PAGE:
The Key Ingredients To Effective Care

By Patrick McNerthney

My first gig after graduating college was for a small public relations firm. Now, when you’re in public relations, you don’t call anything “small” unless it somehow benefits the story. Thus, we referred to our public relations firm as “boutique.” Seriously, that’s what we did. Which is also why I only lasted a year in that business: in public relations, you’re basically fibbing all the time. I mean, the entire firm consisted of myself and one other boutique guy, literally. 

Let’s face it. In advertising, we expect people to know they’re victims of advertising too.

(This is pretty much the other guy, my boutique boss.)

Speaking of which, my next gig was for an actual advertising agency. I was basically everyone’s lackey, but some of the writer-types took me under their collective wing for mentoring and such because they liked the weekly newsletter I wrote. Which was great, since poor Peggy (the woman charged with editing that newsletter) hated it and me and my penchant for wandering narratives, dirty limericks, smart-aleck humor, and everything else I still do that’s not remotely close to being “AP-style.” 

I’m pretty sure Peggy eventually “went on to a new opportunity.”

Anyway, my writer-mentors(unbeknownst to me), had a  powerful lesson to teach about Big Company Advertising: it pays to be consistent, generous, and thoughtful when creating an advertising campaign. That means effective ad campaigns are hospitality-minded, outward focused, and of service; NOT “persuasive,” “argumentative,” or “influential.” In fact, they also taught me the great advertising truth: It is impossible to make someone do what they don’t want to do. Nope, doesn’t happen. What great advertising people do is connect what their clients have with what their client’s customers think they want.

(Okay, what people think they want is a whole other story we can get into later.) 

I know right? The whole thing is a head trip. But it’s critically important. These writers also pointed out:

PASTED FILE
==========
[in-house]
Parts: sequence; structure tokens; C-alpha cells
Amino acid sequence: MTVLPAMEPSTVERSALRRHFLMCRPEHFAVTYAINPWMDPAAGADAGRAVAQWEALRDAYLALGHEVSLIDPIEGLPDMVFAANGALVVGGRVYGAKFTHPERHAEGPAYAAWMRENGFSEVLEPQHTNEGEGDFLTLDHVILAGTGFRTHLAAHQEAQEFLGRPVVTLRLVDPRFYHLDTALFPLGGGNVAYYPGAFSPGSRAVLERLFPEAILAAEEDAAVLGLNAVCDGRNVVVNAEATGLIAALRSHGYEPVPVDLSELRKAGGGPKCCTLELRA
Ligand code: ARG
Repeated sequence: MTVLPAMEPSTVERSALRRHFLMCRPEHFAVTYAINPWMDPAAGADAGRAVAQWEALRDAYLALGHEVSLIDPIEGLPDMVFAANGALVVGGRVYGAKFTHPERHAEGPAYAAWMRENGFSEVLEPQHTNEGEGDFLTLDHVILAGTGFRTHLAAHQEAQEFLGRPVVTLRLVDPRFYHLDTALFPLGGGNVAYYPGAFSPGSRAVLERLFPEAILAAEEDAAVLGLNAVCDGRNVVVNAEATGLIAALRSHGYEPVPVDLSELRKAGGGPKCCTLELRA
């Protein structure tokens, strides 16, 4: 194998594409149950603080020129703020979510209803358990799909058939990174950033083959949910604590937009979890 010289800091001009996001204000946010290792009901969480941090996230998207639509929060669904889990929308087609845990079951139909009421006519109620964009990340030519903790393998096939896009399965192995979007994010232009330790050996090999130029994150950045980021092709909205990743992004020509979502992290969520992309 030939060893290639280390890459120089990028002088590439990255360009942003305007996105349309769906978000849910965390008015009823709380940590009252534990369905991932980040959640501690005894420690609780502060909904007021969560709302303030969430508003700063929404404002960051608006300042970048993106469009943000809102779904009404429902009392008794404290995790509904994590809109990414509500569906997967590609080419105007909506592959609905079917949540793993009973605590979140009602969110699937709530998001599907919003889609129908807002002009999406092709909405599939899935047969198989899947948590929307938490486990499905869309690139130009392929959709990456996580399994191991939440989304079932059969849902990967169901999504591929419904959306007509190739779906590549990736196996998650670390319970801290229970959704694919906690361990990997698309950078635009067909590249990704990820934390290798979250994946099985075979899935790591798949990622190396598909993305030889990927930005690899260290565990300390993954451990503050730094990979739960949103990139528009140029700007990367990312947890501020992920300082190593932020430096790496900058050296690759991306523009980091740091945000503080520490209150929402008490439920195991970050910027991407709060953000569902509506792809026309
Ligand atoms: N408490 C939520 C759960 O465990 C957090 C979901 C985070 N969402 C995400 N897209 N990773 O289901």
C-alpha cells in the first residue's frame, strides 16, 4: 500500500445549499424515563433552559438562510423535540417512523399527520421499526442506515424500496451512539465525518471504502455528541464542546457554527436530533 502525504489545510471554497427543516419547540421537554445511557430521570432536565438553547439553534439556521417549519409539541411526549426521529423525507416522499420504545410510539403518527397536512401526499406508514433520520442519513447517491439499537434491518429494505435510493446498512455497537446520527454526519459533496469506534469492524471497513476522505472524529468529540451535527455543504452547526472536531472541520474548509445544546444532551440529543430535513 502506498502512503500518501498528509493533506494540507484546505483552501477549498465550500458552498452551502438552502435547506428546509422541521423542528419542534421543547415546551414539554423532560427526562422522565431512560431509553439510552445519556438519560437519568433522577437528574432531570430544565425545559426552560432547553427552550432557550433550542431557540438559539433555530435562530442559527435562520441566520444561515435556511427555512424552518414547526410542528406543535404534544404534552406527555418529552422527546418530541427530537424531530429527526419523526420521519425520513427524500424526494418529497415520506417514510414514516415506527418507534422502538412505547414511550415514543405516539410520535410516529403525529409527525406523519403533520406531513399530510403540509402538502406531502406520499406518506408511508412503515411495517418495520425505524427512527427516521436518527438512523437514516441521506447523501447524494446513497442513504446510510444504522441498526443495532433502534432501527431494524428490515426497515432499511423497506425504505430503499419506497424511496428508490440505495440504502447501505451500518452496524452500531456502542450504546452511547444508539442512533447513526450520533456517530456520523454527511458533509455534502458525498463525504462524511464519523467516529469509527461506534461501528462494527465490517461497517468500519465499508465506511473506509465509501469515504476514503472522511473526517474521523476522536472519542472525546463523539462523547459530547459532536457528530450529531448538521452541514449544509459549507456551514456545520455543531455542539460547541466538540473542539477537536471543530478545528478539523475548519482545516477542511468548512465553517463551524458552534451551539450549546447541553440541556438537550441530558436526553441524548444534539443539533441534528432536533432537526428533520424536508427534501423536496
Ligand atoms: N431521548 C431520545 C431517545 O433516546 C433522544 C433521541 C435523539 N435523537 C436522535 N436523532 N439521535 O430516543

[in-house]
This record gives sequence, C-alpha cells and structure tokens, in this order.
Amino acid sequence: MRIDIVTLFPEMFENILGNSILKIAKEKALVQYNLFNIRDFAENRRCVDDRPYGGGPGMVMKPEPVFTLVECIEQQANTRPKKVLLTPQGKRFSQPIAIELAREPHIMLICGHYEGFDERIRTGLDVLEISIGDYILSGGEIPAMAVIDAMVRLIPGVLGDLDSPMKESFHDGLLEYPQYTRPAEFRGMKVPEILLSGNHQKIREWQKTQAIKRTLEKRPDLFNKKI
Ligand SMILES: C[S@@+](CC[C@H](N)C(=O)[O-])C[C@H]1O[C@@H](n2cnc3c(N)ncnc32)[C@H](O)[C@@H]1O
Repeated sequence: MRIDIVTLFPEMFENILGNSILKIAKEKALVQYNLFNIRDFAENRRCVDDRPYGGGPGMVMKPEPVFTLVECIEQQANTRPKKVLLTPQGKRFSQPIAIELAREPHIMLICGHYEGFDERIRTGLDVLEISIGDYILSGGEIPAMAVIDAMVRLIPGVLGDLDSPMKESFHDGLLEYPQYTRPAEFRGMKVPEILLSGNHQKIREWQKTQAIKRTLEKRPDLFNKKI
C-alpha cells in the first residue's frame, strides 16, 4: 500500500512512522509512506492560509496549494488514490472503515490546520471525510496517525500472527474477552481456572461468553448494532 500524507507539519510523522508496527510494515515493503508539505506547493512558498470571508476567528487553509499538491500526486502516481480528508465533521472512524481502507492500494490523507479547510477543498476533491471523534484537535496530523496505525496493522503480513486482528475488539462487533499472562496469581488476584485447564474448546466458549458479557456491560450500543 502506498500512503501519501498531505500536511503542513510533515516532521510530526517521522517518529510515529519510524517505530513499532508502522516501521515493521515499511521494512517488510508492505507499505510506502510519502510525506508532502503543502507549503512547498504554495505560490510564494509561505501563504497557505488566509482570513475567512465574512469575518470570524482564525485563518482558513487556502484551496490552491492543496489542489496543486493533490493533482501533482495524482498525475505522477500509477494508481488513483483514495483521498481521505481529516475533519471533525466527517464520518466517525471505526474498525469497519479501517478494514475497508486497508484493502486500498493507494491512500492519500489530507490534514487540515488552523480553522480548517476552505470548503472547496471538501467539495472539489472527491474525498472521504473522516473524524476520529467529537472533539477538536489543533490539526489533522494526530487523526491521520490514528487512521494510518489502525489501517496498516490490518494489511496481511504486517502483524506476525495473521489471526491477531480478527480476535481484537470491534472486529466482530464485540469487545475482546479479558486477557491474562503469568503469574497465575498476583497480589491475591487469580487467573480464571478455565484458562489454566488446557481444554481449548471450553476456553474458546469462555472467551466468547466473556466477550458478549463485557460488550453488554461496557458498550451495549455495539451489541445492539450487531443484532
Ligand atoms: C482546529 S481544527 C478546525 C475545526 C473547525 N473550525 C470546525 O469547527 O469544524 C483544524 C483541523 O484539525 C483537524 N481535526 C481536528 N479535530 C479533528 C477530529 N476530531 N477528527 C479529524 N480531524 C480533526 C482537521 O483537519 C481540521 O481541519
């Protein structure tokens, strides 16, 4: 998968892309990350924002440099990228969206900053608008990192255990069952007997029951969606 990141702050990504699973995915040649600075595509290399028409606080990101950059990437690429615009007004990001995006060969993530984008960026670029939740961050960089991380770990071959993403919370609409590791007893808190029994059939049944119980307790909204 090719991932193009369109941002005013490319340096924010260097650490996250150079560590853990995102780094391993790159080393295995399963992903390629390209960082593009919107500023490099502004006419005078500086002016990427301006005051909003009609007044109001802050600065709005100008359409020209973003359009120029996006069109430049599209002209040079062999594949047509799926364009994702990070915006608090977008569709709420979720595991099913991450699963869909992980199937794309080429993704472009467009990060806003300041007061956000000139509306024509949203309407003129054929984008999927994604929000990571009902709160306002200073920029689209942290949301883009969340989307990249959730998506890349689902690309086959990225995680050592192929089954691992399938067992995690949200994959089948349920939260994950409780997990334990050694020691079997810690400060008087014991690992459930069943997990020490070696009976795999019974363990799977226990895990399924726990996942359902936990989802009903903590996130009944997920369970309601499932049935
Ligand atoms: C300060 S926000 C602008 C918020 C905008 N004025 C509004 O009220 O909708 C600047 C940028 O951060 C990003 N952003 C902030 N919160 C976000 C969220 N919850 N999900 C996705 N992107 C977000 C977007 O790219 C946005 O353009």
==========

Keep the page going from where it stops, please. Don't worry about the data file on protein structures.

• Great products work far better than great ads do. And if your client is a service-based product, the key to the equation is SERVICE (don’t let the client forget that).
  • A simple test for brand marketing: if you can substitute one company for another and the ad still makes sense, it’s not an effective ad. 

Okay, okay, I’ve nerded-out on advertising stuff enough. Why am I telling you this? Because these key ingredients to effective advertising are the same key ingredients to creating VIRTUALLY ANYTHING: a business, a relationship, a safe and stable work environment where everyone can flourish, or heck, even a great high-school softball team. Think about it. What happens when you’re:

  • consistent, generous, and thoughtful?
  • hospitality-minded, outward focused, and of service?
  • good at connecting what you have with what others want?
  • irreplaceable, un-swap-out-able…when you’re not there, people notice, and miss you

Yep, it’s pretty magical—you may not become a Fortune 500 company, win spouse of the year, get on the cover of Time magazine, or even claim victory in the state softball championship. But you will create a lot of connection and change people’s lives for the better. And that’s success. 

Over to you. Certainly your work as a caregiver of the elderly, children with challenges, and anyone needing help with life’s daily tasks is based on creating connection and changing people’s lives for the better. And while you likely possess the key ingredients that make for effective care (and effective advertising!), it doesn’t hurt to have a little help. And that’s where Fine Art Miracles (FAM) comes in.

FAM champions creative expression as the perfect tool to help your residents and loved ones overcome the anxiety and depression they experience from social isolation. That means the act of simply making through Art Therapy, Music Therapy, Multi-Sensory Sessions, Art2Go packages (April features Charlie Harper Animals, it’s soooo cute!!), Drama Therapy, and even more helps your residents and loved ones reconnect with their self-worth, sense of mastery, confidence, optimism, community, and belief that they matter. And that’s a sure-fire way to take them where they need to go. 

So what are you waiting for my newfound advertising genius friend? Give FAM a call or drop them a note to learn more. FAM is happy to share, answer any questions you might have and help you get started. 

Hmmmm, I wonder whatever happened to Peggy. I’m not certain that she left because I drove her insane. Maybe I should track her down and send her a card or something? Or, then again, maybe not. She certainly had her fill of my writing, and I’d hate to give her another mental breakdown. Might push poor Peggy over the edge.


Skip to content